Learning From “Lost”

I laugh with the wonderful people from thepittsburghchannel.com about how infrequently I blog. They have been so kind not to banish me entirely, and I will try to work on my procrastination in the future. A Future without “Lost.”

I have hardly slept at all. Consuming as much as I can on the Internet. For all its faults, the Internet has been the Island campfire around which we Losties are gathering, and sweet solace for me, since most of my friends think I am nuts, and more than a bit obsessive, about the show.

I am completley satisfied, and deeply moved, by the finale. I admit, though, I had fought the notion of a purgatory-like, reincarnation, transitional-to-the-other side universe for the last month . But now it seems to be the only ending that was fitting. And I just discovered, by reading one blog, that Jack was originally intended to die at the end of the pilot, as it was first presented. But the creators deemed him too strong a character. I was SUCH a Sawyer fan, Desmond fan, Jin fan, and Sayid fan, that it has taken the full six years for me to embrace Matthew Fox’s character. But you had me at the end, Jack.

I think this episode,and the entire season, will be watched again, and again, once it is all available on DVD. I have read some musings indicating that the focus of this season was  to get Jack “home.” But I don’t think it is the entire story. Maybe I am superimposing what I want the finale to be (don’t we all do that?), but look at the paths on which the other characters found themselves. Sawyer was a cop, working through his loss and issues. Desmond was working for Penny’s father, and was pulling people together, rather than running. Hurley was telling Sayid that he was a “good” person, despite what others were trying to make him believe–often for their own benefit.

Miles was having a relationship with the father he really had never known. It goes on. Was Ben still alive, or just having to spend more time understanding his failings? And interesting that Jack was a father, having to learn and live what his father might have gone through with him. I  still haven’t figured out when they all died. And Jack’s father cryptically–or, not so–depending on your level of understanding of this, tells him that some have died before him and some , after him.  I am not sure the timeline is important. Ironic, that we have become so obsessed with time in this series. Yet, time–when this or that happened–didn’t seem to matter in this two and a half hour weep-fest.  I do believe that the Island was real–some spiritual focal point in the universe, whatever your beliefs are. And when they took the stone out of the pool of light, I thought, what was all that– let’s take the stone out, put it back, etc.But turning the Light off humanized Smoke-Monster. Monster didn’t count on that! Took his power, so Kate could kill him. I love that. The Avenging Angel! Then, Jack had to turn the light back on. Quite the metaphor.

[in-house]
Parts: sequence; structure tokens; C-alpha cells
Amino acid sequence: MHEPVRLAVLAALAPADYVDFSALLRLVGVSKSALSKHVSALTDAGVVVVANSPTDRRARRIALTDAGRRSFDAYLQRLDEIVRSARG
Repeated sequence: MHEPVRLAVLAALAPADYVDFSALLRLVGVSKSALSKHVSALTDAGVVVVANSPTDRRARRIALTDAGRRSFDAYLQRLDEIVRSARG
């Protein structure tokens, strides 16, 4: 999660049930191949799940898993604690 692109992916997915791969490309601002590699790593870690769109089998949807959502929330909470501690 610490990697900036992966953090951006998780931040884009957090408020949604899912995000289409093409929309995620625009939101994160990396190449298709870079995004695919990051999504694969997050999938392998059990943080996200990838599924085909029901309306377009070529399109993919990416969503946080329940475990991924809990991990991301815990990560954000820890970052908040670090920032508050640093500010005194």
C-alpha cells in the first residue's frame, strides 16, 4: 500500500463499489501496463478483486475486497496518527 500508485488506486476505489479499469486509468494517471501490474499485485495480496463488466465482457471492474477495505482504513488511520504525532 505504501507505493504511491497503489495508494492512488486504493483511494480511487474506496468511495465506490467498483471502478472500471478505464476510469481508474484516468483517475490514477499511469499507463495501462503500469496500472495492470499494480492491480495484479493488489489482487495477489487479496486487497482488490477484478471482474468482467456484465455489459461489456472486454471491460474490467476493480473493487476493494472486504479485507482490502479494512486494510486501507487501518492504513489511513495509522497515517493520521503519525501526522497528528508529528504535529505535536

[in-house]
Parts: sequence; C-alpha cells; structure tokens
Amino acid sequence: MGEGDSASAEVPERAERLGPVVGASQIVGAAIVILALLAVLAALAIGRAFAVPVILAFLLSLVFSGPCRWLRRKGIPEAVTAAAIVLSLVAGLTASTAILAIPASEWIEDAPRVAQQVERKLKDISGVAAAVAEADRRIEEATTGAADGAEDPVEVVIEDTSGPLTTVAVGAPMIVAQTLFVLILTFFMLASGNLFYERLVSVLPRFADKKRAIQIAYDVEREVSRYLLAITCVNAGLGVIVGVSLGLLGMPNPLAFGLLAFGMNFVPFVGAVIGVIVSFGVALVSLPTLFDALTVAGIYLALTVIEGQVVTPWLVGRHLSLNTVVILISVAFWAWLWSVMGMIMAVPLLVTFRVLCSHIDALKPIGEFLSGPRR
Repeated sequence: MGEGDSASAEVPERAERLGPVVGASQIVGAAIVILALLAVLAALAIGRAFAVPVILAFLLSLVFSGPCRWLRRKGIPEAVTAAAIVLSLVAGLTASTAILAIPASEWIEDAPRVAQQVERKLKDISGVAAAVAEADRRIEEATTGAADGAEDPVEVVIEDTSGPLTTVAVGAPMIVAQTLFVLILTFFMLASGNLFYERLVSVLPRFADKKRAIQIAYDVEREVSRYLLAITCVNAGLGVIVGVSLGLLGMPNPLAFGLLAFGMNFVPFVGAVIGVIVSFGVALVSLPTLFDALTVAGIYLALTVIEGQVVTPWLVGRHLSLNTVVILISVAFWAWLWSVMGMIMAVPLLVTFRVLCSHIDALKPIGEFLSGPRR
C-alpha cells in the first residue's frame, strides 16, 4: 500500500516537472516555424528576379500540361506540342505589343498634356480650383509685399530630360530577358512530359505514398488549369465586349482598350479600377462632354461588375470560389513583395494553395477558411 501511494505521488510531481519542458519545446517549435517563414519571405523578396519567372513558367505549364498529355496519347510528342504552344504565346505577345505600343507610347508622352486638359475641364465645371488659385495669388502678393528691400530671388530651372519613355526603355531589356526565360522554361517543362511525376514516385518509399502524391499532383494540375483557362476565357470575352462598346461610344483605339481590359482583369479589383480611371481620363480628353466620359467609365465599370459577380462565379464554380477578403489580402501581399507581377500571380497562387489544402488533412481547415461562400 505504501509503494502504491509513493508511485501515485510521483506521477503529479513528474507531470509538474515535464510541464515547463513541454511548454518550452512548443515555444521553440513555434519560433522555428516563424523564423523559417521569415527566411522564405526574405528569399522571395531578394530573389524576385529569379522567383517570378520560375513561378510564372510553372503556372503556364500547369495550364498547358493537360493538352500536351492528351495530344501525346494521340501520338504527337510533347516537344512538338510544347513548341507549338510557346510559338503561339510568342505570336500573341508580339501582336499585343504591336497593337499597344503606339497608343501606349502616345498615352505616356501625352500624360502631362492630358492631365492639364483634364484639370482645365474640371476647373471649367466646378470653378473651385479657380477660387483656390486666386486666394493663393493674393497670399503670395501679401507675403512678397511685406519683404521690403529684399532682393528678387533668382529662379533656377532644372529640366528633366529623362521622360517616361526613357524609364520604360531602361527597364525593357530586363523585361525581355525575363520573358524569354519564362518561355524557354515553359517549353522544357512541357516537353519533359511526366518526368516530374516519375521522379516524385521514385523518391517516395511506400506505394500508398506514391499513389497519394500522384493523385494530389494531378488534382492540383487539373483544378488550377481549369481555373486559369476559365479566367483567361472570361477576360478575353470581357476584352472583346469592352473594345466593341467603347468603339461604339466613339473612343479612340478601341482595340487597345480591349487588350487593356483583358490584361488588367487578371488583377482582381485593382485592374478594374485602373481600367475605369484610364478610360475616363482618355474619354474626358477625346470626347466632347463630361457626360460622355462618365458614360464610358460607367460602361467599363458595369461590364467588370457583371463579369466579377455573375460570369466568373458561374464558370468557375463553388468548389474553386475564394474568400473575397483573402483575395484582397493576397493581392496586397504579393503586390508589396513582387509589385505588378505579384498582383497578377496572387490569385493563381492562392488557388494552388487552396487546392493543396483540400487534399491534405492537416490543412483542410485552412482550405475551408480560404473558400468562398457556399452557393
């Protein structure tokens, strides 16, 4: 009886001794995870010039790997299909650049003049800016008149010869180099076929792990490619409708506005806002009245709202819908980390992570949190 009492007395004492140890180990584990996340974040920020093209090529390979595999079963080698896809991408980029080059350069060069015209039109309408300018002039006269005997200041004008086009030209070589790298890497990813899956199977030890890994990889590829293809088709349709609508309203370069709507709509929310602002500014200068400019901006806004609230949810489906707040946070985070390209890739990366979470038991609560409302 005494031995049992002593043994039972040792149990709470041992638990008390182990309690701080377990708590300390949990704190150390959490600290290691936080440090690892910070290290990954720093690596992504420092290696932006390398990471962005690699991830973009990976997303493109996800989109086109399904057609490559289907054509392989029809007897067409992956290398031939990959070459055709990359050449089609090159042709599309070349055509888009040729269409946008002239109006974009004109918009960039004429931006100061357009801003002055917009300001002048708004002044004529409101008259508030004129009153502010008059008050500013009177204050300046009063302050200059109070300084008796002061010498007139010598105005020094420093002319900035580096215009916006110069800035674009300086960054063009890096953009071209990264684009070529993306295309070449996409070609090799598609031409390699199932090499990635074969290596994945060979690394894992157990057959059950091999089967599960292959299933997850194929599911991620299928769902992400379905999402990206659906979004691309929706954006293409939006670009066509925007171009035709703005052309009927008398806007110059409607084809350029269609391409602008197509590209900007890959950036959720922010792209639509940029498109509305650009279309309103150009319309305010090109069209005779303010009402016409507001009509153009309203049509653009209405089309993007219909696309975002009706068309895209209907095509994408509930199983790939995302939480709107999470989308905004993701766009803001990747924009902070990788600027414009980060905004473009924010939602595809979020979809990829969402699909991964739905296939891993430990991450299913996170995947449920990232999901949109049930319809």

I am still crying this morning. Partly because it is so damned moving watching some of the greatest romantic couples in television re-unite–I am such a Sawyer and Juliet fan. Even more than Desmond and Penny. But it is close. And, I admit, Jack and Kate had to be together.

But, getting back to the Tears. The greatest gift of art ( and I believe, as wildly entertaining as “Lost” was, it was definitely great art) is often in its lessons. And lessons there are in abundance in the series. It is, after all, a six-year morality play. I only hope I can “let go” now that it is over.


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